The Portuguese of Wellington’s foreign legion raiders
The Loyal Lusitanian Legion was part of the British Army. Though manned principally by Portuguese troops, there were also Germans and British soldiers among its ranks and, as one might expect, its commanding officer, Colonel Robert Thomas Wilson, was British. The creation of the unit was the initiative of two Portuguese army officers who were exiled after the domination and occupation of the Iberian peninsula by Napoleon’s French Army. This light infantry regiment, with a battery of artillery attached was, of course, to fight the invading French during the Peninsular War. The ‘LLL’ had a comparatively short existence, between 1808 and 1811, but it fought in both Portugal and Spain most notably in battles at Busaco and Talavera. However, battlefields were not the best places to employ troops of this kind and their services were best performed in conducting raids behind enemy lines in concert with guerrilla and other Portuguese and Spanish forces—the covert operations of the day. Upon disbandment ‘LLL’ troops were transferred into Caçadore battalions of the Portuguese Army where they continued to be a highly valued and efficient part of Wellington’s Army in the field.
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During the active pursuit of Marshal Massena’s army the battalions of the Legion were separated, the 1st joined the 4th division, on its being ordered from the British army to reinforce the troops under Marshal Beresford in the Alentejo:—the 2nd battalion joined the 5th division, and remained with Lord Wellington, which afterwards distinguished itself in the engagement at Fuentes d’ Honor, under the command of Lieutenant-Colonel Offley, who was appointed to it from the 23rd Fusiliers.
This 2nd battalion, (formerly called Baron Eben’s Runaways, ) when a column of the enemy manifested an intention of getting round the left of the allied army, engaged at Fuentes d’ Honor, by crossing the River Duas Casas, at Aldea de Bispo, on the 6th of May, was ordered to ford the river under the enemy’s fire, and dislodge him from a height which he had taken possession of on the opposite side of the river. This service was executed in a most gallant and satisfactory manner; and this battalion afterwards, under the command of Lieutenant-Colonel Hawkshaw, signalized itself most particularly in the south, when joined to that part of the allied army that was entrusted to the command of Marshal Beresford during the absence of General Hill.
This battalion sustained a great loss in the sieges of Olivenza and Badajos: at the latter of which it lost four subalterns and a piquet one night, by a sudden and unexpected sortie from the garrison; and its loss at the hard contested Battle of Albuera exceeded considerably that of the entire of the Portuguese troops on that memorable day: and this battalion was called forward (previous to the important advance of the 4th division at Albuera.) and attached to the gallant Fusilier Brigade, under the command of the much to be lamented Sir William Myers, who received a mortal wound a few minutes after the success of this spirited advance of the allies, and died thus gloriously, after a short, but truly honourable life.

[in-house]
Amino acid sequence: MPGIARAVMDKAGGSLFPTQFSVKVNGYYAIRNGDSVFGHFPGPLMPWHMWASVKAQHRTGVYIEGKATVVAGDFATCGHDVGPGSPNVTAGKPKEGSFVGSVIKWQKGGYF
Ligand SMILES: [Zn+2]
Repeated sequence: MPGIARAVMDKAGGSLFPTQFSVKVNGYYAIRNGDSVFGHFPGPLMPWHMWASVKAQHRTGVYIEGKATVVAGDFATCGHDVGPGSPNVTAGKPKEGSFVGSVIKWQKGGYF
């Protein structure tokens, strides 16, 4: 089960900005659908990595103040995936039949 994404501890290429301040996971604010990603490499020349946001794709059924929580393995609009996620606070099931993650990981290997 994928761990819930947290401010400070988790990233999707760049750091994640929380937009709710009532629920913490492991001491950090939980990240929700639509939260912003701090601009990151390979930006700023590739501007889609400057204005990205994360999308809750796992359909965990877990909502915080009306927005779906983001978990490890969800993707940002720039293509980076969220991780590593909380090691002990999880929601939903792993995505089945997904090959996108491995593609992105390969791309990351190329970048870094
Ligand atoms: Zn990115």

To the great services of this distinguished brigade, on that memorable day, may be justly attributed the victory of Albuera, for at the critical period of its advance, and brilliant charge, the enemy, having already obtained possession of the rising grounds occupied by the allied force at the commencement of the engagement, were from thence obliged to retreat with considerable loss.
The fate and fortune of that day did not appear previously to promise so favourable a result. The enemy’s cavalry had made considerable havoc among the British infantry, which unfortunately had not been formed in a manner to enable those brave fellows to repulse the attempt that was made to break through them, and the French cavalry, aided by the Polish lancers, had dispersed them; and our enemy seemed from these successes to be certain of our defeat. But as the last effort, and only hope, the Fusilier Brigade advanced in line, having its right flank covered from the enemy’s cavalry by a Portuguese brigade, which was repeatedly charged by those Polish lancers, who were as often repulsed without touching a man of them with considerable loss.
The Lusitanian Legion fought on the left wing for some time. The enemy maintained his ground on the heights flanked by artillery which kept up a tremendous fire on us, and as we advanced, did considerable execution; but at length, on our coming within a few yards of the columns they gave way with the greatest precipitation, notwithstanding the exertions of their officers to prevent it; and our brave fellows who survived the charge pursued them and drove them over three successive hills, strewing the grounds they fled over with their killed and wounded, after which the enemy did not again attempt to advance.
The Fusilier Brigade and Loyal Lusitanian Legion, which did not exceed three thousand men when they advanced to the charge, could not muster one thousand effective men, when they formed on the rising grounds from which they had driven the enemy. Sixty officers, and two thousand men, including General Cole, who commanded the division, and Sir William Myers, who commanded the brigade, and every lieutenant-colonel and field officer was either killed or wounded.
The enemy commenced a retreat the next day, but did not evacuate the ground he occupied previous to the action for two days afterwards, having left some select troops there to make a front to deceive our army, while he marched off his artillery, baggage, and prisoners to his rear.